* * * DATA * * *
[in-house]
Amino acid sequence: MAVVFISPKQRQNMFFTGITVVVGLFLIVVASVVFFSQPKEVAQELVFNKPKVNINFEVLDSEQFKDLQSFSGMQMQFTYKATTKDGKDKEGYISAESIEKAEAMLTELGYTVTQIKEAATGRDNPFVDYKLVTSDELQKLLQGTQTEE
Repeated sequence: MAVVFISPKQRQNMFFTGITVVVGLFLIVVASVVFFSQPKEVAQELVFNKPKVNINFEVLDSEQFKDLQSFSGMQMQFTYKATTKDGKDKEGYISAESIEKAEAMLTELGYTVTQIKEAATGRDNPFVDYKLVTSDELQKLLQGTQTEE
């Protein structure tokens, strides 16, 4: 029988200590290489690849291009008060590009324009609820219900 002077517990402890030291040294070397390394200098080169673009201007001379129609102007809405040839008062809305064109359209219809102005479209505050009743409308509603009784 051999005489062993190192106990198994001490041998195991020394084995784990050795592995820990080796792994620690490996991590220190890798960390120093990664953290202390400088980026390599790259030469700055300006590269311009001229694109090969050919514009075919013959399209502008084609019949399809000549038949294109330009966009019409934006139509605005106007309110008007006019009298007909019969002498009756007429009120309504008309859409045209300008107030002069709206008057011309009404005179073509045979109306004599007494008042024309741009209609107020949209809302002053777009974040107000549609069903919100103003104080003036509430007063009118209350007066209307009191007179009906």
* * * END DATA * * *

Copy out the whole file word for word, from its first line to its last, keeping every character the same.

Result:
[in-house]
Amino acid sequence: MAVVFISPKQRQNMFFTGITVVVGLFLIVVASVVFFSQPKEVAQELVFNKPKVNINFEVLDSEQFKDLQSFSGMQMQFTYKATTKDGKDKEGYISAESIEKAEAMLTELGYTVTQIKEAATGRDNPFVDYKLVTSDELQKLLQGTQTEE
Repeated sequence: MAVVFISPKQRQNMFFTGITVVVGLFLIVVASVVFFSQPKEVAQELVFNKPKVNINFEVLDSEQFKDLQSFSGMQMQFTYKATTKDGKDKEGYISAESIEKAEAMLTELGYTVTQIKEAATGRDNPFVDYKLVTSDELQKLLQGTQTEE
């Protein structure tokens, strides 16, 4: 029988200590290489690849291009008060590009324009609820219900 002077517990402890030291040294070397390394200098080169673009201007001379129609102007809405040839008062809305064109359209219809102005479209505050009743409308509603009784 051999005489062993190192106990198994001490041998195991020394084995784990050795592995820990080796792994620690490996991590220190890798960390120093990664953290202390400088980026390599790259030469700055300006590269311009001229694109090969050919514009075919013959399209502008084609019949399809000549038949294109330009966009019409934006139509605005106007309110008007006019009298007909019969002498009756007429009120309504008309859409045209300008107030002069709206008057011309009404005179073509045979109306004599007494008042024309741009209609107020949209809302002053777009974040107000549609069903919100103003104080003036509430007063009118209350007066209307009191007179009906």